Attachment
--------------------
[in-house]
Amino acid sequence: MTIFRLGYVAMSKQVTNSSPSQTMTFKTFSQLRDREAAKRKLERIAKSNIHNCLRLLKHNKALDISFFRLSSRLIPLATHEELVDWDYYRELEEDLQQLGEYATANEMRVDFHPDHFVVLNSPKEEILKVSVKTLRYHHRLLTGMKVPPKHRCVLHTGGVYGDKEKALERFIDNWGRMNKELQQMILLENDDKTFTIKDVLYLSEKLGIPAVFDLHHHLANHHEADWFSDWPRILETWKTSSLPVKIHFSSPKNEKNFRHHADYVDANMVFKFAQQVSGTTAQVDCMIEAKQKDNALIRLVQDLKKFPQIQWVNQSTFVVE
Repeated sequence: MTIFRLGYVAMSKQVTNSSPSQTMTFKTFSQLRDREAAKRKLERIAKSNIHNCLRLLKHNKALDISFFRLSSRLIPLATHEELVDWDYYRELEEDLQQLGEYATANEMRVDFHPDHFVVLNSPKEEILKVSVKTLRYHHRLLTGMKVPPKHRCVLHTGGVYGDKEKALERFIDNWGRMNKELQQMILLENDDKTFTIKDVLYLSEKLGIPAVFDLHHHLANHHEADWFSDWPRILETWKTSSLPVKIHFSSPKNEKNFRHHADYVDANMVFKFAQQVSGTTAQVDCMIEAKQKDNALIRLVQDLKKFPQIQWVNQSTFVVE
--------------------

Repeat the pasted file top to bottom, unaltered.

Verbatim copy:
[in-house]
Amino acid sequence: MTIFRLGYVAMSKQVTNSSPSQTMTFKTFSQLRDREAAKRKLERIAKSNIHNCLRLLKHNKALDISFFRLSSRLIPLATHEELVDWDYYRELEEDLQQLGEYATANEMRVDFHPDHFVVLNSPKEEILKVSVKTLRYHHRLLTGMKVPPKHRCVLHTGGVYGDKEKALERFIDNWGRMNKELQQMILLENDDKTFTIKDVLYLSEKLGIPAVFDLHHHLANHHEADWFSDWPRILETWKTSSLPVKIHFSSPKNEKNFRHHADYVDANMVFKFAQQVSGTTAQVDCMIEAKQKDNALIRLVQDLKKFPQIQWVNQSTFVVE
Repeated sequence: MTIFRLGYVAMSKQVTNSSPSQTMTFKTFSQLRDREAAKRKLERIAKSNIHNCLRLLKHNKALDISFFRLSSRLIPLATHEELVDWDYYRELEEDLQQLGEYATANEMRVDFHPDHFVVLNSPKEEILKVSVKTLRYHHRLLTGMKVPPKHRCVLHTGGVYGDKEKALERFIDNWGRMNKELQQMILLENDDKTFTIKDVLYLSEKLGIPAVFDLHHHLANHHEADWFSDWPRILETWKTSSLPVKIHFSSPKNEKNFRHHADYVDANMVFKFAQQVSGTTAQVDCMIEAKQKDNALIRLVQDLKKFPQIQWVNQSTFVVE